Friday, January 07, 2011

On what are called baseball writers

1/5/11, Comment #13 to post, "Joe Sheehan said it best in his newsletter today:
  • 'Thirty years ago, the BBWAA -- baseball writers and reporters -- were the experts, largely unchallenged. They could build cases about players based on traditional stats, and their word was the last one.
  • Today, they are just another voice in the discussion. Traditional stats have been proven to hide as much as they reveal, and poor argumentation with numbers is quickly taken to task. We have better tools to evaluate performance, and any fan with a laptop and some skills can quickly compare any two players in baseball history to one another, to figure out "what is a Hall of Fame pitcher?" and decide for himself if a candidate meets those standards.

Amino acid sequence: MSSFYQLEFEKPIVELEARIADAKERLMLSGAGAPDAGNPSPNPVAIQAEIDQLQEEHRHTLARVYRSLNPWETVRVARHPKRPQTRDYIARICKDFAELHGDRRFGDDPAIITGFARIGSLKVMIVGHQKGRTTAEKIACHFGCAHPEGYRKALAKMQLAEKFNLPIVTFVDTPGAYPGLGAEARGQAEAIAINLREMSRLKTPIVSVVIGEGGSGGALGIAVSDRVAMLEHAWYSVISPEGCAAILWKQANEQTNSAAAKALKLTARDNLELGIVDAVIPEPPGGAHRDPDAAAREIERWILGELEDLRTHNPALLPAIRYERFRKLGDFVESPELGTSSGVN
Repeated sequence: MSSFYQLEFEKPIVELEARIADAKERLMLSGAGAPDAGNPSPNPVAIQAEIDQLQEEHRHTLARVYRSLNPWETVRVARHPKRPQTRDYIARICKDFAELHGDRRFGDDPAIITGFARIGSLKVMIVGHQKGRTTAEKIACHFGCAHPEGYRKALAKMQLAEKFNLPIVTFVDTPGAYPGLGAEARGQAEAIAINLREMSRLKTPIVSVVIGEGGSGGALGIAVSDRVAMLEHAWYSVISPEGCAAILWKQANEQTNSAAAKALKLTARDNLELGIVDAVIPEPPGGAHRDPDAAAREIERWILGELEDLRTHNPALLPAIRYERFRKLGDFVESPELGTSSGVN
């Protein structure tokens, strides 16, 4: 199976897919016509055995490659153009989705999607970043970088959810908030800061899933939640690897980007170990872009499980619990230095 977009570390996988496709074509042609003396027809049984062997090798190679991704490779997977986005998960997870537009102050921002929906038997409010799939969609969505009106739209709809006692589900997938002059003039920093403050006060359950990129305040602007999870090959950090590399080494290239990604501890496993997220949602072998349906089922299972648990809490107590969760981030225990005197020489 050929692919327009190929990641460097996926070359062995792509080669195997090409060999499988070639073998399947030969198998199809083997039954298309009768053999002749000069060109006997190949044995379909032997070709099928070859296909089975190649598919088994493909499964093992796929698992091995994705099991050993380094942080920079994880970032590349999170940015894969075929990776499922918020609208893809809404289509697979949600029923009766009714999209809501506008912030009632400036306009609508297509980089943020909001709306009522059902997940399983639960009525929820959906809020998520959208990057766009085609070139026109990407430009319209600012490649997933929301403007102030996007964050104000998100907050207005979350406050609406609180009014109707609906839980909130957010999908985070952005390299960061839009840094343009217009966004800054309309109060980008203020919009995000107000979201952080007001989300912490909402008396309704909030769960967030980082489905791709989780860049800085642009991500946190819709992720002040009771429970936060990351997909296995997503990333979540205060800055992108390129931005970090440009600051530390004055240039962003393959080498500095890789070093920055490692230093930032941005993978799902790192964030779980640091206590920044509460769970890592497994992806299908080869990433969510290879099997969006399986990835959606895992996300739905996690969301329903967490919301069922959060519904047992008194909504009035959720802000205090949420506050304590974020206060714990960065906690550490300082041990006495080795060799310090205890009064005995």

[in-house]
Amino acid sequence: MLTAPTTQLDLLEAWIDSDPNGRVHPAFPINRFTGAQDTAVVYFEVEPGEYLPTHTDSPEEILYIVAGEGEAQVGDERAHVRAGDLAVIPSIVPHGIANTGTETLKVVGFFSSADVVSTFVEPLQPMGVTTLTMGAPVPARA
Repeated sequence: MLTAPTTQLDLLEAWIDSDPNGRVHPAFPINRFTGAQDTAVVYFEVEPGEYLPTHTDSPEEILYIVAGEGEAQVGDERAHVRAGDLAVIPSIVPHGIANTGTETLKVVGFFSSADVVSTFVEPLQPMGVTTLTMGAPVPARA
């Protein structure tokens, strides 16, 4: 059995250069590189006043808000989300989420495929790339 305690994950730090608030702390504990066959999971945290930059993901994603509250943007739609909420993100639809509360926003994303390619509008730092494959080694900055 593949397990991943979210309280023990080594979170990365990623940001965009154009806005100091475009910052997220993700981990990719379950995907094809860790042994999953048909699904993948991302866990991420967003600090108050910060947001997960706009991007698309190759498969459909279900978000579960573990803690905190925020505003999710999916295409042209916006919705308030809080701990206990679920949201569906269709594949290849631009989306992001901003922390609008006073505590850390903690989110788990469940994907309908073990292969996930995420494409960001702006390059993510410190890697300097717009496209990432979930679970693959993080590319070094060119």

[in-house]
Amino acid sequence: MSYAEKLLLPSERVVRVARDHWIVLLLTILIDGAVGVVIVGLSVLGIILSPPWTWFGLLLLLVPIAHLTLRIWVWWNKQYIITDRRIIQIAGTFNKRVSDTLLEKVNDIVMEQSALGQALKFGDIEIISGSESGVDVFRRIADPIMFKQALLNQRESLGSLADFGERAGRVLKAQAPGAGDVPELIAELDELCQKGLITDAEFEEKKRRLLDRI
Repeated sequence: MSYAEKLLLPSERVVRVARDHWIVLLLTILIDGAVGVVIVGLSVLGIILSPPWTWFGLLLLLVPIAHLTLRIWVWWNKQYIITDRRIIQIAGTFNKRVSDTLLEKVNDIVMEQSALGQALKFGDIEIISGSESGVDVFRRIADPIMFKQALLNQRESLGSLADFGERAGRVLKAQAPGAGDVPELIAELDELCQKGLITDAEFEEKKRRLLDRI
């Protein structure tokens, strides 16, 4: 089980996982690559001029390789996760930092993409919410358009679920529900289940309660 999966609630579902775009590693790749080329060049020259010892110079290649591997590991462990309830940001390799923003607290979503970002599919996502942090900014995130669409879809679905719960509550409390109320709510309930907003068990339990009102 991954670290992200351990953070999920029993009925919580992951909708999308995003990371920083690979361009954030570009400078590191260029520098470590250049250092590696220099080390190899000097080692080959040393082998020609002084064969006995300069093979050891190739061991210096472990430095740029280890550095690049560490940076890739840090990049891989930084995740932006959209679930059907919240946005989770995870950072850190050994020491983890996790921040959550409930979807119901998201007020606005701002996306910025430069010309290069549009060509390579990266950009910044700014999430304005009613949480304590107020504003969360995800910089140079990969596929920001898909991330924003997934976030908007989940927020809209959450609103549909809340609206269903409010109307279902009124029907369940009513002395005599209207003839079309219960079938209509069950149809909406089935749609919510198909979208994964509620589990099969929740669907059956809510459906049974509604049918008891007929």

• It's not enough to have an opinion, a byline and 14 column inches. There's no authority in those things any longer, because the readership -- baseball fans -- is just as qualified to make the kinds of comparisons it was assumed only experts could make a generation ago. You need to have facts, and you need to be able to defend your arguments. The whole baseball world has become rec.sport.baseball circa 1993.'"...
  • ####
"Marty Noble on 6/10/08 with Charley Steiner on XM 175 said the following
  • about baseball writers/reporters
"I hate to say it but the New York media now think they have the responsibility and the power" to decide on a manager or to fire a manager. "This started 10 or 15 years ago." Later in the conversation with Charley Steiner, Noble notes,
  • "There are a lot of people in my business who are certain they know everything."

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